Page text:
Today, the birth of a "pseudo-silver" is no longer rare and has been independently discovered in various breeding catteries. At first, the breeders used the name "sunshine," unaware that this name was already "taken" by breeders Siberian cats, who called one of their existing colours "sunshine" and achieved its recognition by the WCF. Breeders of the British goldens feel hard done by because they are having to jump through hoops to get an existing colour recognised, while the breeders of Siberians did not. The inheritance mechanisms for these colours are known, although the "golden gene" has not been identified in any breed of cat. In Siberian cats, a colour that was once considered a defect (rufism in silvers) was also being legalized because the "sunshine" mutation also created "bimetallic" cats (EMS colour nus) which exhibit both silver and golden colours at once. For breeders of copper and akita, this added insult to injury because so many obstacles were thrown in their way. They also saw other colours being recognised by WCF (based on recognition by TICA etc) and given EMS codes, while the letter "t" does double service as charcoal in Bengal and as amber in Norwegian Forest Cats. Surely there was room for a code for their long-established golden cats?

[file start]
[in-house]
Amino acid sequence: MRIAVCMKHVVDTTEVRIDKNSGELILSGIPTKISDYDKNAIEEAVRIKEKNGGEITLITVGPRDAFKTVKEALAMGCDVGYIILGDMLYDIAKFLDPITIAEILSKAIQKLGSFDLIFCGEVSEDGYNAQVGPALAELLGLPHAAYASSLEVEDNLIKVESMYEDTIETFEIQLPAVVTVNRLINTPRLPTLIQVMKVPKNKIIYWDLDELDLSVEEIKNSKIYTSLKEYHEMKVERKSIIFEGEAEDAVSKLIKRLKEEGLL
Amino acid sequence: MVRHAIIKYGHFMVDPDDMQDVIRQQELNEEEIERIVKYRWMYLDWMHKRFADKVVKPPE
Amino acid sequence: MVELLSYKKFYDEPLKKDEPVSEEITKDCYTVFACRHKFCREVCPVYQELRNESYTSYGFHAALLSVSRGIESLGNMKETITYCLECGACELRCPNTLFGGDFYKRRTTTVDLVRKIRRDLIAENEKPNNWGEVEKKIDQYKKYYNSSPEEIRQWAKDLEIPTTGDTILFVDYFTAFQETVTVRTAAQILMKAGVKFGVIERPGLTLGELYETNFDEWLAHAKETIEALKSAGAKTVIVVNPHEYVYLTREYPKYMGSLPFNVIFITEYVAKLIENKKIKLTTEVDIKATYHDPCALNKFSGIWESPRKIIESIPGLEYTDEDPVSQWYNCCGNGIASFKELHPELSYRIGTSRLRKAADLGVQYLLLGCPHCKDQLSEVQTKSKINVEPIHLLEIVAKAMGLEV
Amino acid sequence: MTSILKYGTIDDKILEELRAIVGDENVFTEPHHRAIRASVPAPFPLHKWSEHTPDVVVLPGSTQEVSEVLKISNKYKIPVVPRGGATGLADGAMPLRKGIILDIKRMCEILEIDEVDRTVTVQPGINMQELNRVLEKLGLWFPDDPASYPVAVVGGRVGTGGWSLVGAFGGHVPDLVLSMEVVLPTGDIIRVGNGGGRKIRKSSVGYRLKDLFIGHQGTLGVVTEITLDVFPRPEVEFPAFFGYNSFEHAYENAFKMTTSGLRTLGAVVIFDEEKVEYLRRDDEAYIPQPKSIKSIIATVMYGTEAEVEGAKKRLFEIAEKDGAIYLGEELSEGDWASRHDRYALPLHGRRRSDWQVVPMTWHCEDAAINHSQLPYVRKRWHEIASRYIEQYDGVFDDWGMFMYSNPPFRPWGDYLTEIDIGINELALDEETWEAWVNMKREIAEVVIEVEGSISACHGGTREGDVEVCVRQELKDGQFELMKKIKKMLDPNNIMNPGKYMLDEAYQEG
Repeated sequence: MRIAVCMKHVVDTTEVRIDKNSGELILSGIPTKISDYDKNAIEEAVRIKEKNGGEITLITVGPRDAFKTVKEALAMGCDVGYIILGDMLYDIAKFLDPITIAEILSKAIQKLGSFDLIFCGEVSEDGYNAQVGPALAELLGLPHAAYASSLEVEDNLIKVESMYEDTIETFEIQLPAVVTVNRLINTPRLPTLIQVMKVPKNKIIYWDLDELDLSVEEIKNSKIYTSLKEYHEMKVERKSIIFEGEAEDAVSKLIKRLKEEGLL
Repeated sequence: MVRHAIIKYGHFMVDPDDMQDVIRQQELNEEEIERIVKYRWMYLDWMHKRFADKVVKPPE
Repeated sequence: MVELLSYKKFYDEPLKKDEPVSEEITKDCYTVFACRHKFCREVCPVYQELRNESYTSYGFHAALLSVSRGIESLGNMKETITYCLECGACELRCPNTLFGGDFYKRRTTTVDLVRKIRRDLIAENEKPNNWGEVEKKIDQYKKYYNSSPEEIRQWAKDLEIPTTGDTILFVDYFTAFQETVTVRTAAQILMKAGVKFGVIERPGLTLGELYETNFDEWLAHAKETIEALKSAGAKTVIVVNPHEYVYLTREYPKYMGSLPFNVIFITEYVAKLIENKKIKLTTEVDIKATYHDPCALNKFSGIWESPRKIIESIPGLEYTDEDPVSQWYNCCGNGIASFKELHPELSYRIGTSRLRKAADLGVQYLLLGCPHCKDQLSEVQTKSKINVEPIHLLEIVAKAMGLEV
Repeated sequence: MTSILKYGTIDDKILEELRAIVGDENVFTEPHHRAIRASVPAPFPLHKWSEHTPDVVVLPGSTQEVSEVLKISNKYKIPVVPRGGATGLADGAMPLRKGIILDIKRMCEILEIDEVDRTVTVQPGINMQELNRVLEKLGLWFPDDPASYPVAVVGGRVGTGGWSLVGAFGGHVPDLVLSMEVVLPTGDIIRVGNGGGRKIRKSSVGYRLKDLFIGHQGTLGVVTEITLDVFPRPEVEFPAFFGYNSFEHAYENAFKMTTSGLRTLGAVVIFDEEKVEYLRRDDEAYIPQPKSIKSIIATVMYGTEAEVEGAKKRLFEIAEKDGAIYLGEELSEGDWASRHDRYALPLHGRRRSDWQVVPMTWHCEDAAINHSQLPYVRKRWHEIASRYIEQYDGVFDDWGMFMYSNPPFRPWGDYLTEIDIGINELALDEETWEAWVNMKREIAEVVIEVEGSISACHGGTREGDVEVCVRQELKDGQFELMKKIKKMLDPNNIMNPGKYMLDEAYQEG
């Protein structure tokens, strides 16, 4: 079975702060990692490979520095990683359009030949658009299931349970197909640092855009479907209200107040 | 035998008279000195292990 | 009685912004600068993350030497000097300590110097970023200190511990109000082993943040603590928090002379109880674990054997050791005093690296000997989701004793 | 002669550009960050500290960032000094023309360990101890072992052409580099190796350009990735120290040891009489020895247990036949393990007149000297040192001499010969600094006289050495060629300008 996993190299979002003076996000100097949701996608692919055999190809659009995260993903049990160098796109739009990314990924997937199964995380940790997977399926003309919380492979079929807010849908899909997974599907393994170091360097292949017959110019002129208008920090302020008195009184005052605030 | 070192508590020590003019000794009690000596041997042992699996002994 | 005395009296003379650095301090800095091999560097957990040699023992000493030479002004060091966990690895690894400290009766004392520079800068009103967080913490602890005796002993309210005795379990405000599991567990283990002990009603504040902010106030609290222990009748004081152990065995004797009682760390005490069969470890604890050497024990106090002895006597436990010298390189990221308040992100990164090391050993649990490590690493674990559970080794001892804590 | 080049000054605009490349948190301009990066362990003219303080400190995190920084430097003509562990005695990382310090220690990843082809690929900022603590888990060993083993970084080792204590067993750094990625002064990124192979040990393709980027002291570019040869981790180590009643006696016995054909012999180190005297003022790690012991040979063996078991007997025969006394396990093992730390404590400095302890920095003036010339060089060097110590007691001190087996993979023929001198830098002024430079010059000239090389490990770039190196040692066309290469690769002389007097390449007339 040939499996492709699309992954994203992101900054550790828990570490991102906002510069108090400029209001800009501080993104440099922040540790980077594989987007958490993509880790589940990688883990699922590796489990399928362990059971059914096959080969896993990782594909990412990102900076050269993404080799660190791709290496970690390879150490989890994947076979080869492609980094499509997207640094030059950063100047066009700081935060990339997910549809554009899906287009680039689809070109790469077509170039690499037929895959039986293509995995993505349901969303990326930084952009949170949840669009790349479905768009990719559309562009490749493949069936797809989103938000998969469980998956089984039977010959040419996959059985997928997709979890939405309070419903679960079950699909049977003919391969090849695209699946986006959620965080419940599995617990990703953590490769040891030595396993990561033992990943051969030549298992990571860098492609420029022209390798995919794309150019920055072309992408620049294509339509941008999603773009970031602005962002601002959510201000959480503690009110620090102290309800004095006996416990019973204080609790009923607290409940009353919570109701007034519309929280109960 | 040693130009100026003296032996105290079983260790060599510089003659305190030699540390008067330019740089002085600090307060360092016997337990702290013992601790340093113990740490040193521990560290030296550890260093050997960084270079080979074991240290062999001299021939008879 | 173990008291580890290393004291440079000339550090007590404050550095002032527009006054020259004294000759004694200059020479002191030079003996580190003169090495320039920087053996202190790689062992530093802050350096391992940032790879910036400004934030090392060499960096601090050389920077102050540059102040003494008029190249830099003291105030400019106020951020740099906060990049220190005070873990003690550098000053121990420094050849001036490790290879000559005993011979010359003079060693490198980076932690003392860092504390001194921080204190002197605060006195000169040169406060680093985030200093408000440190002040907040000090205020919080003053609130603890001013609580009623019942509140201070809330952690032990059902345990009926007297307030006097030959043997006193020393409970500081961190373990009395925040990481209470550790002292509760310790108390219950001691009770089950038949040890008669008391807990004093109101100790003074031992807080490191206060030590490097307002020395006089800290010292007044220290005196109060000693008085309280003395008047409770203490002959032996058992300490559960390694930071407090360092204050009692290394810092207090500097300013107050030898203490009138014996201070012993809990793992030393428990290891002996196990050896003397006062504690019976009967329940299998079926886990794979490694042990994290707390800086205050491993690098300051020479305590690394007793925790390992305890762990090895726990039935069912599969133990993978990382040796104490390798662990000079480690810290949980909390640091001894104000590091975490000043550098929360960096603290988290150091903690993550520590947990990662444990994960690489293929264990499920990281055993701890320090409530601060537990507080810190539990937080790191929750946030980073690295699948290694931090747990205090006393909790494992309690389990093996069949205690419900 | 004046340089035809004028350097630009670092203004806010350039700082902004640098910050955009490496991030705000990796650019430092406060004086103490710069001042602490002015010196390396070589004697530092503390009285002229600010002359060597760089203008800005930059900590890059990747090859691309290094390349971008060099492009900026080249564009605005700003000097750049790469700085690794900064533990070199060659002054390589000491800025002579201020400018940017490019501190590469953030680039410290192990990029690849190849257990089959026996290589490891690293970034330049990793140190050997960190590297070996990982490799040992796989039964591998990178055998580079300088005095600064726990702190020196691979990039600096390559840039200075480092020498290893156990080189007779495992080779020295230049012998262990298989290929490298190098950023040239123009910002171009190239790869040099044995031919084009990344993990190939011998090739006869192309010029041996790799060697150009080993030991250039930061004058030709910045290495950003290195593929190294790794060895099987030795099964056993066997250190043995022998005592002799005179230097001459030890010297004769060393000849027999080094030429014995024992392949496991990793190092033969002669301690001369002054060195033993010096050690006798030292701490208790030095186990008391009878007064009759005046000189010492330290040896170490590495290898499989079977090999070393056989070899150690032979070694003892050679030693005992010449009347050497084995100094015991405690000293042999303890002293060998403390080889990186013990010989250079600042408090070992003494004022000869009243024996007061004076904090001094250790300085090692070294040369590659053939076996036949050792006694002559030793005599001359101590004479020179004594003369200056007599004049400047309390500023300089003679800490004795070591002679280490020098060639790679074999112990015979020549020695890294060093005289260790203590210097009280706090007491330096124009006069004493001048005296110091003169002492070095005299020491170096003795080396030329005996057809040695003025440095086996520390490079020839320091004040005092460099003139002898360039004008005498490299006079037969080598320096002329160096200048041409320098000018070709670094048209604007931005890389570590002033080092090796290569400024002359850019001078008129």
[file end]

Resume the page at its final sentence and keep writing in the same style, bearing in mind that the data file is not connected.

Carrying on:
(To recognize sunshine in Siberian there was a regular show in Italy and afterwards the new colour was accepted at GA WCF in 2017. The mutation is recessive and it is possible to test for sunshine at Antagene laboratory in France. The non-agouti cats are "normal" black, blue etc. The heterozygotes cats for Agouti gene and homozygotes for sunshine are a little bit different "dark sunshine." )